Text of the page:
Why I Probably Won’t Have Five Children After All

I’ve been hating my living room for months now – something’s been off for ages and I couldn’t put my finger on it, so this weekend we started Project UnSuckify The Living Room (Hey Mr. E:  We’ve started Project UnSuckify the Living Room) and I moved in a area rug and sold some crap on Craigslist and conceptualized some new curtains and some built ins.  I shoved a bookshelf across the room and since Mr. E refused to let me just leave it full of books and let the books fall where they may, I had to unload it before shoving it ten feet and so behind some books on the third shelf I found a box of pictures – prints that BFF Sara had taken of Eli’s first few moments in this world as well as some pictures of his nursery a few hours before his first few moments in the world.

Looking at those photographs of his picture perfect nursery reminded me a of a moment – sometime right after the last ABC poster had been hung and the last little outfit had been lovingly placed in a drawer.  Mr. E was in shock at the amount of time and money I’d poured into the nursery quietly admiring all my hard work and he dug a little green polka dotted receiving blanket out of the tote where I’d stored them – carefully folded and ordered and sorted, and then he casually put it back, but turned the wrong way.

I darted across the room and corrected the orientation so that all the receiving blankets were lined up correctly again, the corners neat, the smooth edges facing up, the cutest ones toward the front of the tote, and Mr. E looked at me, shaking his head, and said “You SO need to have five boys.”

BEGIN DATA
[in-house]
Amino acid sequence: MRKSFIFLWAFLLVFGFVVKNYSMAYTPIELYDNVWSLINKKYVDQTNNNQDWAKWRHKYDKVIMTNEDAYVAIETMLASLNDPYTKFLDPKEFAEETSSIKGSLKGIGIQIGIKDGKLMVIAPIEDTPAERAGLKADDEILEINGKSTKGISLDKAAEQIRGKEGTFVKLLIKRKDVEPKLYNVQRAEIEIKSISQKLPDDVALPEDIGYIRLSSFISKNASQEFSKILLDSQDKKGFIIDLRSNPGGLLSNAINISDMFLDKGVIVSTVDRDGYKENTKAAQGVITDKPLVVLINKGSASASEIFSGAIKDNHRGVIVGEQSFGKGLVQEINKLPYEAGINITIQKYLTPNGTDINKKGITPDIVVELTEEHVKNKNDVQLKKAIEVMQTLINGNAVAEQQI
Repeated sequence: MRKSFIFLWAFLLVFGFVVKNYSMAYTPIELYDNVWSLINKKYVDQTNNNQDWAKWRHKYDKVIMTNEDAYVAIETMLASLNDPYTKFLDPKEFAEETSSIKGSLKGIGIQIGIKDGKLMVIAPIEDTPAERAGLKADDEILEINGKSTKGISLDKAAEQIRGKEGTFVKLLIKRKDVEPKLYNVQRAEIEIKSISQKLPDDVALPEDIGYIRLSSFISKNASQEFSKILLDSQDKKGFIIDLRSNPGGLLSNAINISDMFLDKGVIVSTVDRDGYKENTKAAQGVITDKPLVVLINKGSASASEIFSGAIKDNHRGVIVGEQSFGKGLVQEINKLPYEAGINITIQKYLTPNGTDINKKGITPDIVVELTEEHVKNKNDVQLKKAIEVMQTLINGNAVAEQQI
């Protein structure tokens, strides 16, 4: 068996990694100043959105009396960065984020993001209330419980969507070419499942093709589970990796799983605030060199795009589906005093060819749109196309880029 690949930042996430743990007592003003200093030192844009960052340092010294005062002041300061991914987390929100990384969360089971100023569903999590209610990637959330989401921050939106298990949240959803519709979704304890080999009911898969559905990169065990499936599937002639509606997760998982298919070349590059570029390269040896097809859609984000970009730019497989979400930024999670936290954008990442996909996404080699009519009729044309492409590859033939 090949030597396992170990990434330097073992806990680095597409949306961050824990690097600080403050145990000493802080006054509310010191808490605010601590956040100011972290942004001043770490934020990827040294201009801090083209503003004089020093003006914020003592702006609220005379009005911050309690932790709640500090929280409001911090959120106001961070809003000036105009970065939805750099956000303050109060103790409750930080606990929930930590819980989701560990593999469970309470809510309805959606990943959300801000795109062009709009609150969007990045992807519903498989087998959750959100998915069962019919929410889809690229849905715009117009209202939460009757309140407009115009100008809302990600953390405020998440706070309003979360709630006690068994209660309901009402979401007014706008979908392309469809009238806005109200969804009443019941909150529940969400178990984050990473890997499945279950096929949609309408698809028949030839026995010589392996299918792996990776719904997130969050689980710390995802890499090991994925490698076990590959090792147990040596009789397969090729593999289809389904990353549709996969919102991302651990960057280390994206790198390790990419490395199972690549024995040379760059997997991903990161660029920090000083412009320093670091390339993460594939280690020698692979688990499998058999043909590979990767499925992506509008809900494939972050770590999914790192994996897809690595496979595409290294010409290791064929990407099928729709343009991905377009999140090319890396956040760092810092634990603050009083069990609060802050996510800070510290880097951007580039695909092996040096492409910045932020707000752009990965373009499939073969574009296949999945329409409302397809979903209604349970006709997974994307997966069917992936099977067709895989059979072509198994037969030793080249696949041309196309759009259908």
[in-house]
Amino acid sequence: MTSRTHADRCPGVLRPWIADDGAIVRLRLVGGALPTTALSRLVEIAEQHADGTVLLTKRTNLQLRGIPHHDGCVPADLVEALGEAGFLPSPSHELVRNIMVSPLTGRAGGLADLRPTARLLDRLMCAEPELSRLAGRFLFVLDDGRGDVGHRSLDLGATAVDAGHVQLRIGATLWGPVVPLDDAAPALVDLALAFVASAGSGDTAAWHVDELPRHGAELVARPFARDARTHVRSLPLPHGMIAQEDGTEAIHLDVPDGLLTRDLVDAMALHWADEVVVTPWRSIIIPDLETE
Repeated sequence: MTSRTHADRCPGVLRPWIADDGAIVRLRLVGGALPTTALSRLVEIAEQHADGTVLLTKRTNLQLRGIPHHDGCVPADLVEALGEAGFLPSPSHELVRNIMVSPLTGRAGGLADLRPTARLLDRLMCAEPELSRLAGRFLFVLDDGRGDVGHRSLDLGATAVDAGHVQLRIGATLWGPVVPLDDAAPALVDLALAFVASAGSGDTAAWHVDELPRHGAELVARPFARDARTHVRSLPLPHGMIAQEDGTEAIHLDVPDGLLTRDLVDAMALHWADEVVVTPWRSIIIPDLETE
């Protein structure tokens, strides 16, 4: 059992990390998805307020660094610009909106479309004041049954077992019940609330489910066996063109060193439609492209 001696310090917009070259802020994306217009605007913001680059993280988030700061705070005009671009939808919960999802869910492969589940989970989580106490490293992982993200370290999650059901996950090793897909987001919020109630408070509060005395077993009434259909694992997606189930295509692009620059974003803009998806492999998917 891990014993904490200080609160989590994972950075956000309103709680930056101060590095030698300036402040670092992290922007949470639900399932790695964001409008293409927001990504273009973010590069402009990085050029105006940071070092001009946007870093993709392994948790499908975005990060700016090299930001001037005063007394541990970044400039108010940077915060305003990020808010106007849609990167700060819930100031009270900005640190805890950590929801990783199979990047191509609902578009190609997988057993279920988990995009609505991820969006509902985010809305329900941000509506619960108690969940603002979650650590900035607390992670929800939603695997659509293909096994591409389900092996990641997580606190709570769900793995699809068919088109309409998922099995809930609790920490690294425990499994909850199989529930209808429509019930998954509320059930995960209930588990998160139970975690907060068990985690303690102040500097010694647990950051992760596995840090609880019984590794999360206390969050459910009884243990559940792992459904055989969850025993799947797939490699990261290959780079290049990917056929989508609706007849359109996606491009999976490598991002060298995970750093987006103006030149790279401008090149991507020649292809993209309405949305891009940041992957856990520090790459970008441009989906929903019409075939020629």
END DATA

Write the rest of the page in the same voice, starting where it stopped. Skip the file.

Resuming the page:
But two years and some change later, I’ve realized something.  I can’t believe it’s taken me this long to figure it out, but the fact of the matter is, this is who I am.  I am a perfectionist, a receiving blanket straightener.  I line up the tea bags while I wait for my latte at Starbucks, and it doesn’t matter what you think of me, it doesn’t matter how many pills I take or how many eye rolls you throw my way or how many kids I end up having.  I am hard wired this way.  There will never be anything, any amount of children, that makes me not care how the towels are folded, how the receiving blankets are lined up in the tote.  Because I don’t end up caring less. I just end up frustrated that I don’t have the time or the energy or the free hands I need to do things the right way, my way.

There’s probably some talk therapy out there, some perfectionist treatment that could make me care less.  I could zap my wrist with a rubber band every time I thought about my linen closet.   Maybe I could have five boys and see how that works out for me.

But I am starting to think maybe it’s just easier to admit that this is who I am.  To smile when other people roll their eyes.  To laugh when Mr. E shakes his head.  And to keep right on straightening the towels, lining up edges with the best of them.

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12 Responses

  1. I want to see those pictures of Eli when he was first born!

  2. I think it’s important to come to this realization – I am this way too – but an even more important realization I had a few months ago is that my husband is NOT. And I need to get off his back if things aren’t lined up perfectly or he doesn’t do things the MOMENT I ask him (because I usually end up doing it myself when he had every intention of completing the task). So, as much as I embrace my perfection, I need to appreciate his lack of it and lighten up some more.

    Actually, I can’t imagine what would have happened if I married someone like me. UGLY.